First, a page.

A former patient filed a civil lawsuit against NewYork-Presbyterian Hospital, claiming that hospital staff members were grossly negligent when they allegedly turned a blind eye to repeated acts of sexual violence and abuse she suffered while receiving inpatient treatment for anorexia during the 1990s.
Susan Kryhoski, now 40, was 11 years old in 1992 when she was admitted for a 2-month stay at Babies Hospital (now Morgan Stanley Children’s Hospital). There, she endured regular assaults by prominent anorexia expert Joseph Silverman, MD, Kryhoski alleged.
Kryhoski’s pediatrician referred her to Silverman’s care based on his reputation in the field of pediatric anorexia. Silverman — who died in 2012 — reportedly began subjecting Kryhoski to “a course of predatory grooming, boundary violations, and physical sexual abuse” starting with her first examination, according to the lawsuit.
In a trend that would continue throughout her “treatment,” Kryhoski claimed that Silverman told her parents to leave the room during this first exam; he then told her that “he needed to inspect her uterus to ensure that she would be capable of bearing children,” the complaint stated.
After this initial incident, Silverman told Kryhoski’s parents that she needed to be immediately admitted to his inpatient treatment program at Babies Hospital, during which Kryhoski was allegedly assigned to an isolated room at the end of one of the hospital halls, where no other anorexia patients were located.
Silverman told Kryhoski that he was in control of when she could leave the hospital and that he would keep her in the hospital indefinitely if she told anyone about the abuse she endured, she alleged.
Throughout Kryhoski’s stay, Silverman severely restricted and monitored any contact that she had with her friends and family, only permitting her to talk to her parents on the phone for 5 minutes a day, she said.
The complaint stated, in no uncertain terms, that the nurses, physicians, and other staff members at NewYork-Presbyterian Hospital knew — or should’ve known — of Silverman’s serial abuse. According to the document, hospital nurses monitored all of Kryhoski’s phone calls, and ended them prematurely if she “cried or acted inappropriately.” Additionally, Kryhoski was allegedly never allowed to meet with her parents unsupervised.
“Silverman typically had the nurses leave the room and closed the door behind him,” Kryhoski’s attorney, Karen Menzies, wrote in the lawsuit. “Silverman told his staff not to disturb him during his examinations.”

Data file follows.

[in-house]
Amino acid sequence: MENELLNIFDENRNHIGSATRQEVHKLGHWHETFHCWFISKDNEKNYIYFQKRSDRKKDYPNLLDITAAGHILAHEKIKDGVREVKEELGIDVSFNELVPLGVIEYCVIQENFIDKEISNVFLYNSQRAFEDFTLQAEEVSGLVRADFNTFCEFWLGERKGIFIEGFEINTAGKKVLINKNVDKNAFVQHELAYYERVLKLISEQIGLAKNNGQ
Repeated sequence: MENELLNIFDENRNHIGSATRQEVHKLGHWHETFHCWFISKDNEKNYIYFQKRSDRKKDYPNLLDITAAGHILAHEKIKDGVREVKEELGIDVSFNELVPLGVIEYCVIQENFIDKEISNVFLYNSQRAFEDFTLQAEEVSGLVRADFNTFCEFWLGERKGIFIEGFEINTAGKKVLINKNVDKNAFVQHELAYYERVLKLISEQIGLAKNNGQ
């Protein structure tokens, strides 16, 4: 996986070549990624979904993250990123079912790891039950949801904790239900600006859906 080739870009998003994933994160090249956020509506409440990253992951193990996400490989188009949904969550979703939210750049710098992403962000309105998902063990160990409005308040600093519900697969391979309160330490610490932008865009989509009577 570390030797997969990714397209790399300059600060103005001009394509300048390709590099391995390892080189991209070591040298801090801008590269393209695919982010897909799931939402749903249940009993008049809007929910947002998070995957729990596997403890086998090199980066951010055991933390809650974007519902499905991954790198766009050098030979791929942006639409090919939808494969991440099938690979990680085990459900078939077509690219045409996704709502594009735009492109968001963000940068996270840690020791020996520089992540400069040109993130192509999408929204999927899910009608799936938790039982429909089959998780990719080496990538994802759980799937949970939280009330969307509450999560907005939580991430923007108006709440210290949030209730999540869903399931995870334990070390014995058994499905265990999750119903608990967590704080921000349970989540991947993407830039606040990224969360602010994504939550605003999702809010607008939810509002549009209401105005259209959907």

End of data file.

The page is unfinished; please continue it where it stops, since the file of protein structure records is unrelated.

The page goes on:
In an attempt to disclose her abuse to nurses, Kryhoski told MedPage Today that she would use the limited resources she had to draw pictures of Silverman.
“I was writing words like ‘evil,’ ‘monster,’ ‘gross,’ ‘disgusting,’” she said. “I was drawing him with devil horns and stuff coming out of his mouth and evil eyes — everything that a child would do to portray their worst nightmare.”
In response, she recalled, the nurses ripped the pictures down and reprimanded her, never questioning the nature of the drawings.
Eventually, Kryhoski’s parents removed her from inpatient treatment earlier than originally planned, against medical advice. In the years that followed, Kryhoski said that she became suicidal and that her eating disorder was exacerbated by the abuse. She told MedPage Today that she received treatment later in life that contributed to her recovery.
Kryhoski decided to pursue action against NewYork-Presbyterian Hospital a year ago, she said, because her twins — a boy and a girl — were approaching their 11th birthdays, the same age when she was abused.
“As a mother, I wanted to do anything I could to make the world better for my daughter, my children, and to finally give my 11-year-old self a voice,” she said.
A previous complaint was filed against the hospital in June 2020 by another former patient assigned to Silverman’s care in the 1970s for anorexia treatment.
According to documents, Silverman repeatedly assaulted the complainant — who was approximately 14 years old at the time — during “medical examinations,” in which the patient’s mother “would be behind a curtain within a room that was occupied by another patient and occasionally other doctors and nurses.”
About 2 or 3 years after this inpatient stay, she was reportedly diagnosed with peritonitis. She was told that this was caused by untreated gonorrhea that she believed she had contracted as a result of Silverman’s sexual abuse. While she was ultimately cured, one of her ovaries had to be removed as a result of the infection, according to the document.
This former patient allegedly developed a range of mental health issues in the wake of Silverman’s assaults, including post-traumatic stress disorder, anxiety, and depression; the abuse she endured intensified her eating disorder and “cemented this issue as one she would suffer from for the rest of her life,” the document stated.
Kryhoski’s suit against the hospital was filed under New York’s Child Victims Act 2-year look-back window, which permits survivors of child abuse to pursue legal actions for claims that have fallen outside the statute of limitations. Due to COVID-19, the closing of this look-back window was extended to August 14.
Believing that there are likely other former patients who endured Silverman’s sexual abuse under NewYork-Presbyterian Hospital’s watch, Kryhoski and her attorneys hope that any other survivors will come forward with their own stories before the deadline.
NewYork-Presbyterian Hospital declined to comment for this story.
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